Recommended Activities in Turks & Caicos
Personally, when we travel to Turks & Caicos, our goal is relaxation so we spend most of our time just lounging on the beach and swimming. I also love getting lost in a good book while on the beach, and my husband is really into snorkeling. However, over the years we’ve taken day trips to visit some of the sister islands, and have done a handful of tours – almost all of which I’d highly recommend!
First and foremost, a lot of the resorts offer free activities. So if you or someone that you are traveling with likes to stay active, be sure to check with each resort before booking to see what they offer to guests. Many provide kayaks, stand up paddleboards and snorkeling equipment at no charge, and at Seven Stars Resort & Spa where we just stayed, they also offer hobie cats, tennis and basketball courts.
Snorkeling is very good in Turks & Caicos, so if that’s of interest to you there are some great options! The two most popular reefs to snorkel are Bight Reef, located on Grace Bay in front of Coral Gardens hotel (there is public parking and beach access there), and Smith’s Reef in Turtle Cove. Both can be accessed from the shore, but the waters at Smith’s Reef can be a little rougher and have an undertow. So this reef is not as suitable for kids or inexperienced snorkelers. Between Bight Reef and Smith’s Reef we’ve seen everything from reef sharks, nurse sharks, sea turtles, barracuda, angel fish, eagle rays, pods of squid, and so many other really cool fish! Go early (before 9am) for the best chance of seeing all of these but you’ll still see plenty during the later morning or afternoon hours as well. You may even spot JoJo the Dolphin while swimming in these waters, who we were lucky to see on our most recent trip (he swam right up to my husband)! JoJo has been living in the Turks & Caicos waters since 1980 and is one of the few dolphins around the world that voluntarily interacts with human beings in his own natural habitat, which is pretty cool!
There are also many tour companies that will take you out to the barrier reef, which is the third largest in the world! Caicos Dream Tours is a very reputable company if you are interested in a snorkeling excursion.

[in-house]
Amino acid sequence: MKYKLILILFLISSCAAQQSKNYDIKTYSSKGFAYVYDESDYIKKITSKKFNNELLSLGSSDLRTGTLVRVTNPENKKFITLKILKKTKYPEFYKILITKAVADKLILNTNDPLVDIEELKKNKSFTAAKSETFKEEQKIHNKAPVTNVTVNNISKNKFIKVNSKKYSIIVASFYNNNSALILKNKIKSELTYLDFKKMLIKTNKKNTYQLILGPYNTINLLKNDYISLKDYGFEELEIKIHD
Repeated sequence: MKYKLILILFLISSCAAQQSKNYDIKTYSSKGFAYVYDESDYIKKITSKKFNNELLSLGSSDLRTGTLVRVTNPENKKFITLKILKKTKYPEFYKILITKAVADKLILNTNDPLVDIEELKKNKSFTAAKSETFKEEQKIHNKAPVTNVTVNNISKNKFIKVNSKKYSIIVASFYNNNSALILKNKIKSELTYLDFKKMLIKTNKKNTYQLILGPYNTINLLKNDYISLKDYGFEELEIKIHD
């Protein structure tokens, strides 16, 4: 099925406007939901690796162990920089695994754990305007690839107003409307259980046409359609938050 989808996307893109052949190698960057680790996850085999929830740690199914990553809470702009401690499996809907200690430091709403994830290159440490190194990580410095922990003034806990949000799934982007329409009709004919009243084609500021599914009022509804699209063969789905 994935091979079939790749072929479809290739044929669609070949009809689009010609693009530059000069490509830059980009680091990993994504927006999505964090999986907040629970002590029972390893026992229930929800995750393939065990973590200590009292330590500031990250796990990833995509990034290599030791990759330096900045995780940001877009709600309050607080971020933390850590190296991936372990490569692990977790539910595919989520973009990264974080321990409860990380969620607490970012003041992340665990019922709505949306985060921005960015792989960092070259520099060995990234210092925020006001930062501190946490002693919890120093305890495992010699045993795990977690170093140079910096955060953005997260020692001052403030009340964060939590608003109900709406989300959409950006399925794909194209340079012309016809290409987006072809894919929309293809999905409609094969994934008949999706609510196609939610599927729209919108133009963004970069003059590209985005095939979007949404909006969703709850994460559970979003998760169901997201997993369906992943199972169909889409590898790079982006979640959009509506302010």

During one of our first trips to Turks & Caicos, we also went on a guided horseback riding tour on Long Bay Beach through Provo Ponies, and I would highly recommend it (even if you’ve never ridden before)! The horses are well-cared for, and the tour guides are great with providing riding tips and explaining each of the horses’ different personalities. The horses LOVE walking along the beach and in the water, and it was such a memorable experience! Tip: you’ll be going in the water with the horses so wear clothes and sneakers that you don’t mind getting wet!
Another favorite activity was the High Wave Tour, on a two-seater catamaran. The typical tour is two hours long and you’ll have up to ten others with you on the tour (including the guides). However, we opted to do a custom tour so that we could pick and choose where to visit and how to divide our time so it was just us and the two tour operators! The High Wave Tour goes out of Heaving Down Rock Marina so we first zipped along the nearby Long Bay Beach on our catamaran and took in all of the incredible multi-million dollar homes being built on the shoreline. We then stopped at La Famille Express, a cargo ship two miles off of Long Beach that ran aground in 2004 during hurricane Frances. You can climb to the top of the ship and jump off of it into the water, and/or snorkel around the boat which we did! So, so fun! We saw some pretty interesting sea life and items (one of which was a toilet!) while snorkeling in this spot! From here we zipped over to Little Water Cay (also known as “Iguana Island,” named after all of the Turks & Caicos rock iguanas that roam the island). A fair warning though – people must feed them because they are very, very friendly and will chase you hoping that they’ll get some food from you LOL! While on Little Water Cay, we were able to experience Half Moon Bay – one of the most gorgeous, unspoiled beaches that I’ve ever stepped foot on! Half Moon Bay is only accessible by boat and we pretty much had the beach to ourselves for most of the time before a couple other small boat tours arrived. Our time was starting to wind down on the High Wave tour so we opted to ride along Grace Bay Beach before returning the catamarans back to the marina. This was for sure one of our most fun and memorable times!